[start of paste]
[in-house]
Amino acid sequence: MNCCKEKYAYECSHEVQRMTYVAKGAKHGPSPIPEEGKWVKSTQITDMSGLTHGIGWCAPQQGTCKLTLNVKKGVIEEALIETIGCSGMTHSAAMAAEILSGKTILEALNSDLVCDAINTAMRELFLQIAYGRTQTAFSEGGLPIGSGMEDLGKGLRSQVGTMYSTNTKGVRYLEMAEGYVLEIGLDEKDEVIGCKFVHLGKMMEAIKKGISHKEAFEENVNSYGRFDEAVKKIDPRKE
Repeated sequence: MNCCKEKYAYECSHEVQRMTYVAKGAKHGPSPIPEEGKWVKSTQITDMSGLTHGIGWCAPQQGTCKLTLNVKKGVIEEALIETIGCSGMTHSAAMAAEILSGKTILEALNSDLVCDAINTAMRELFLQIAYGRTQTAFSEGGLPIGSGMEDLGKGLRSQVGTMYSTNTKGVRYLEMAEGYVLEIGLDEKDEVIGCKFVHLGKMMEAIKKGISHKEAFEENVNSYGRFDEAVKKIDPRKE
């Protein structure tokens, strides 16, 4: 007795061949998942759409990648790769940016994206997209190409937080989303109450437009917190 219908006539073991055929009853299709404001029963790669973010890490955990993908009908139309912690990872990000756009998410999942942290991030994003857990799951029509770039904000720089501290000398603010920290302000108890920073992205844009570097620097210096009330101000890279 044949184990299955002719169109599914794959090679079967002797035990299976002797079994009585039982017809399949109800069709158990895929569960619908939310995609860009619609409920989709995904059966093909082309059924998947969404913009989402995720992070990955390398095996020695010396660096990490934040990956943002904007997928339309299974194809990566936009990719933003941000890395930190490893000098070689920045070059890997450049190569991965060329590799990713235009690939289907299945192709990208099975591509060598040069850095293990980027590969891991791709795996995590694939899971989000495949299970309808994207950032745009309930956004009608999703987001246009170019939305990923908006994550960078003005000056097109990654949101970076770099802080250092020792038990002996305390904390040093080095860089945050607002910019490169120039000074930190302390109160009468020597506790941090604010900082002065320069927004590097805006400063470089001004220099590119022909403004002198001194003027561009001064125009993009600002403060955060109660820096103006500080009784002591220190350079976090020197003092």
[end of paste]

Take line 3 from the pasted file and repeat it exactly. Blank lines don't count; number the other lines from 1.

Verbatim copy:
Repeated sequence: MNCCKEKYAYECSHEVQRMTYVAKGAKHGPSPIPEEGKWVKSTQITDMSGLTHGIGWCAPQQGTCKLTLNVKKGVIEEALIETIGCSGMTHSAAMAAEILSGKTILEALNSDLVCDAINTAMRELFLQIAYGRTQTAFSEGGLPIGSGMEDLGKGLRSQVGTMYSTNTKGVRYLEMAEGYVLEIGLDEKDEVIGCKFVHLGKMMEAIKKGISHKEAFEENVNSYGRFDEAVKKIDPRKE